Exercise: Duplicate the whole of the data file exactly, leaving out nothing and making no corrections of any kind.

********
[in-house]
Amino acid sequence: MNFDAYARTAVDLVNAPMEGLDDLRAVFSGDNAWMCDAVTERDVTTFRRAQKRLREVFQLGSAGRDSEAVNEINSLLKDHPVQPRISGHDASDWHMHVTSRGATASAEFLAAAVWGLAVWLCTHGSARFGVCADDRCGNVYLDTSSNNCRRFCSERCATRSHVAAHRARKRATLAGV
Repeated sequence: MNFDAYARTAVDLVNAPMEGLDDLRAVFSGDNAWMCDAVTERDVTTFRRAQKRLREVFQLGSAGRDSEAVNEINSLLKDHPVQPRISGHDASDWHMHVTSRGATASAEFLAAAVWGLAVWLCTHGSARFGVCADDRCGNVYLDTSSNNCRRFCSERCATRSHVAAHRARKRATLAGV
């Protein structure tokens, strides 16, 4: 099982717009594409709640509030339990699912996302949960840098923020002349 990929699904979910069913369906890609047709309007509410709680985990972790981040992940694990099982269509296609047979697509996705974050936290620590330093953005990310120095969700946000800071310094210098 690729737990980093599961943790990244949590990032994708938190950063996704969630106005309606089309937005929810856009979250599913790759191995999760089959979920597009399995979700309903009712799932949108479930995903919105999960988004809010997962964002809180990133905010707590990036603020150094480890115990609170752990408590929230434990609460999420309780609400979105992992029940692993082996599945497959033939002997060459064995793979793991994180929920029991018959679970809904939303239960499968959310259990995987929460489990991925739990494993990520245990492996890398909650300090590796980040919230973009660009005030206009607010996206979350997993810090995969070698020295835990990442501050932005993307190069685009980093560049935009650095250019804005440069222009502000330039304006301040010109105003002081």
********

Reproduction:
[in-house]
Amino acid sequence: MNFDAYARTAVDLVNAPMEGLDDLRAVFSGDNAWMCDAVTERDVTTFRRAQKRLREVFQLGSAGRDSEAVNEINSLLKDHPVQPRISGHDASDWHMHVTSRGATASAEFLAAAVWGLAVWLCTHGSARFGVCADDRCGNVYLDTSSNNCRRFCSERCATRSHVAAHRARKRATLAGV
Repeated sequence: MNFDAYARTAVDLVNAPMEGLDDLRAVFSGDNAWMCDAVTERDVTTFRRAQKRLREVFQLGSAGRDSEAVNEINSLLKDHPVQPRISGHDASDWHMHVTSRGATASAEFLAAAVWGLAVWLCTHGSARFGVCADDRCGNVYLDTSSNNCRRFCSERCATRSHVAAHRARKRATLAGV
């Protein structure tokens, strides 16, 4: 099982717009594409709640509030339990699912996302949960840098923020002349 990929699904979910069913369906890609047709309007509410709680985990972790981040992940694990099982269509296609047979697509996705974050936290620590330093953005990310120095969700946000800071310094210098 690729737990980093599961943790990244949590990032994708938190950063996704969630106005309606089309937005929810856009979250599913790759191995999760089959979920597009399995979700309903009712799932949108479930995903919105999960988004809010997962964002809180990133905010707590990036603020150094480890115990609170752990408590929230434990609460999420309780609400979105992992029940692993082996599945497959033939002997060459064995793979793991994180929920029991018959679970809904939303239960499968959310259990995987929460489990991925739990494993990520245990492996890398909650300090590796980040919230973009660009005030206009607010996206979350997993810090995969070698020295835990990442501050932005993307190069685009980093560049935009650095250019804005440069222009502000330039304006301040010109105003002081």